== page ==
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  • Writer's pictureGerald de Huntington

Research Trip (Part 2)

Purchased Plumbata

My earliest experiments with the plumbata began after I purchased 2 of these weapons from a website. Not knowing anything about plumbata, I bought them purely based on how they looked. Let’s face it, I thought they looked cool and couldn’t wait to get them and start throwing them. These plumbata were 11 inches long, made with a ½ inch rattan shaft that was 6 ½ inches long, had 4 leather fletchings, and had ¾ of an inch shaft extending behind the fletchings. They looked good, but did not fly well and I was too inexperienced to know why. They also fell apart after just a few throws so I knew it was time to start making my own to keep experimenting.

Early Reconstructions of Plumbata

For my first effort I deconstructed the ones I had bought, made a longer ½ inch shaft, and put them back together. These flew slightly better but not by much. I kept rebuilding them with longer shafts with more of it extending behind the fletchings and each new design flew further than the last. In all of my throwing tests with these weapons I found that they flew further when thrown underhand than overhand. All of the research I had done to this point showed the same result. At this point I did a presentation for Athenaeum to share what I had learned to date. Shortly after this, Bruce Pruett, a fellow plumbata researcher, found this presentation online and contacted me.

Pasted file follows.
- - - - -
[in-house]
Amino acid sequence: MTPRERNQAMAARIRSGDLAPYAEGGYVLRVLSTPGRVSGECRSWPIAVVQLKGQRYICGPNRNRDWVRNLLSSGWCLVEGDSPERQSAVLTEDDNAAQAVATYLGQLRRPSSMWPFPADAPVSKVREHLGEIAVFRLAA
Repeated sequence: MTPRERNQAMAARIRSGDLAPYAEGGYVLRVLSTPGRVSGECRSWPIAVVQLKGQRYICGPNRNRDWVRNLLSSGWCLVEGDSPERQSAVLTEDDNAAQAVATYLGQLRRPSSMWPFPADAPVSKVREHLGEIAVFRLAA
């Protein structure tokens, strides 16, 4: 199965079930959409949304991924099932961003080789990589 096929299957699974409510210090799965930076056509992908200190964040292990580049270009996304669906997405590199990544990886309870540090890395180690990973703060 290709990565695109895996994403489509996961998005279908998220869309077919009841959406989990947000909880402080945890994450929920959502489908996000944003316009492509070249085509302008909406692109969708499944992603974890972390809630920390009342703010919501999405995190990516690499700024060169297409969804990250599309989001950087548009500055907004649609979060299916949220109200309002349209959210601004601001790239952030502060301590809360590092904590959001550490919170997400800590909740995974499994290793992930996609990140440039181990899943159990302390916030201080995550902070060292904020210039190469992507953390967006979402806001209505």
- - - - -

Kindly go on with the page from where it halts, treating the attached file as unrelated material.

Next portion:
Design on the right shows the longer, narrower shaft

After a couple interactions online, Bruce and I finally were able to speak on the phone. In his direct way, he basically said I was wrong (and everyone else that had been doing flight tests on plumbata), hope you’re not offended. Since I didn’t hang up at this point we continued our conversation. I knew my data was accurate for the weapons I had used, but I soon discovered that my designs were basically flawed. Based on his own experience, Bruce suggested longer and narrower shafts with a longer grip behind the fletchings should improve the aerodynamics and produce longer throws. They did. I also found that, because these new designs were more stable in flight, an overhand throw did fly further than an underhand throw. I had confirmed Bruce’s data, and we were on our way to becoming friends.

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